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My doubt is that in an ideal condition where an object is in uniform circular motion, only centripetal force is acting towards the centre. Why wouldn't an object move towards the centre when centripetal acceleration is towards there?

I felt that since centripetal force is perpendicular to velocity of the object in circular motion, no work is done. And if this is true then what about a horizontal projectile? In that case, we give a velocity along the $x$ direction as we throw it from a certain height. Here also velocity is perpendicular to gravitational force, but still kinetic energy changes.

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    $\begingroup$ When you throw something horizontally, very quickly the force is no longer perpendicular $\endgroup$ Commented Sep 4, 2023 at 10:45

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Work done is the product of force x distance moved in the direction of the force. Since an object moving in a circle never gets closer to or more distant from the center, it never moves in the direction of the force, so no work is done.

In the case of a horizontally thrown object the object does move in the direction of the force due to gravity if it falls. The gravitational force is only perpendicular to the direction of movement at the instant it is released, after which the object begins to move in the direction of the force and gravitational potential energy is converted to vertical kinetic energy downwards. The horizontal velocity will not be changed.

In the case where an object is moving in a circular orbit around the source of the gravitation force, the object is being accelerated towards the center of force at exactly the right rate to keep it from flying away or falling closer. The F = ma law applies to it. It's just that the acceleration it experiences is exactly enough to change its direction without changing it's speed.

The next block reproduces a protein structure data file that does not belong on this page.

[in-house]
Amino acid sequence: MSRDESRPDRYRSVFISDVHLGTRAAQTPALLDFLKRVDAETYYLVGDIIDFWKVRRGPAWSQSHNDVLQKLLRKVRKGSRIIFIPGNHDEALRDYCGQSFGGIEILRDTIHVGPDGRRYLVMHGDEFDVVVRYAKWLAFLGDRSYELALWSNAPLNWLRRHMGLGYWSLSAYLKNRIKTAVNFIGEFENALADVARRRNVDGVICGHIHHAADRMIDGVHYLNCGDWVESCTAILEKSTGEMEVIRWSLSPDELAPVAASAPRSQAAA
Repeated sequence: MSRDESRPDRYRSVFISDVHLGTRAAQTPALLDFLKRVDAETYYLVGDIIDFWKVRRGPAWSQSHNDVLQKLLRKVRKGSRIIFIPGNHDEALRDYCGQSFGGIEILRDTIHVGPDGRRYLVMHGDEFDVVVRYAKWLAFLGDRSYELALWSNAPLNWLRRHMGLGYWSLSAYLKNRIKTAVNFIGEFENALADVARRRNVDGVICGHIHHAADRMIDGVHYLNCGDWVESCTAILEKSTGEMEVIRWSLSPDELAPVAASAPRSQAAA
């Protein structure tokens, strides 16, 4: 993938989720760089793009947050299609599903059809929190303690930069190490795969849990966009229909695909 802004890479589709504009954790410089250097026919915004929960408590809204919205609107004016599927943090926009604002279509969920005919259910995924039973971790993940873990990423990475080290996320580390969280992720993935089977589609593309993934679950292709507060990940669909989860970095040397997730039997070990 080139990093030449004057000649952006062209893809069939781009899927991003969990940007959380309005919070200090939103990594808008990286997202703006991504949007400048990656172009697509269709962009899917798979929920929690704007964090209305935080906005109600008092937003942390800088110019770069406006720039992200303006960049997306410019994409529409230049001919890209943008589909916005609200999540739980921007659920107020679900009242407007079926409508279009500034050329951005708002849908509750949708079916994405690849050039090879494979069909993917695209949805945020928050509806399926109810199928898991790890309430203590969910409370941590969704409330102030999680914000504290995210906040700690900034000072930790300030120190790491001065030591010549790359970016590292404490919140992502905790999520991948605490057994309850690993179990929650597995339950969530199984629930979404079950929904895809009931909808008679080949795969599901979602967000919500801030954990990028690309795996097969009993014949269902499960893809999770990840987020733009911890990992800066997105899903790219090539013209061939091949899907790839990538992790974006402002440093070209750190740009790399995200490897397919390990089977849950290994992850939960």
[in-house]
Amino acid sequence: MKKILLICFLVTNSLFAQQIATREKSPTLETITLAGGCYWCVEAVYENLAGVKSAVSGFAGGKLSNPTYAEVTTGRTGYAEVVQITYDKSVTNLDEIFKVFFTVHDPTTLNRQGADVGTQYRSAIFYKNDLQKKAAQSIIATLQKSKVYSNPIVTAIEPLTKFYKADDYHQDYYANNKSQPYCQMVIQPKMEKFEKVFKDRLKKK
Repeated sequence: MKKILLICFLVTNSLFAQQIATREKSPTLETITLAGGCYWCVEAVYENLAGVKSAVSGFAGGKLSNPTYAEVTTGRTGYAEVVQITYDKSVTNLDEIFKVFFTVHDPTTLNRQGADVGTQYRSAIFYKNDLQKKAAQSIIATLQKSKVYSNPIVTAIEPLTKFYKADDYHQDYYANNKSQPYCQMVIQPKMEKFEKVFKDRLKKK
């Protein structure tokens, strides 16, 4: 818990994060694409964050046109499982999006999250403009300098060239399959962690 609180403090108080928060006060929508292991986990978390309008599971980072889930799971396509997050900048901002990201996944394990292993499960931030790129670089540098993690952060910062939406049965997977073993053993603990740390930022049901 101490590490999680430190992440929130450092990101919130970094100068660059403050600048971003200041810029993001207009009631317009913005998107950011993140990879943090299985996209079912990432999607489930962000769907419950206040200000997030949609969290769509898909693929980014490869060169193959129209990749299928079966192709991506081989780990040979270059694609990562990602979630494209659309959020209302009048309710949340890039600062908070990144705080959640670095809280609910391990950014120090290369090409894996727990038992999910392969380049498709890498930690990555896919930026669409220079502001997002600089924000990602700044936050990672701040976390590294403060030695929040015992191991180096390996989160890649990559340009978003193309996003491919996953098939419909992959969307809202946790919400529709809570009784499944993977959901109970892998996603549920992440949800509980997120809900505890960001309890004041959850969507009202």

Since the object never actually moves in the direction of the applied force, no work is done, although the velocity is constantly changing direction.

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The problem appears when we look at centripetal force after assuming the object in a circular motion. But the actual case is that the object is in circular motion because of the centripetal force otherwise the Newton's First law applies i.e., the object can't change its direction until an external force is applied.

I hope it helps!

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  • $\begingroup$ -1 because this doesn't answer the question, just says "the object is in circular motion because of the centripetal force". $\endgroup$
    – Kotlopou
    Commented Sep 5, 2023 at 18:33
  • $\begingroup$ @Kotlopou agree, but it clears the concept and there is nothing hard to analyse the problem further. $\endgroup$
    – D13G
    Commented Sep 5, 2023 at 19:52

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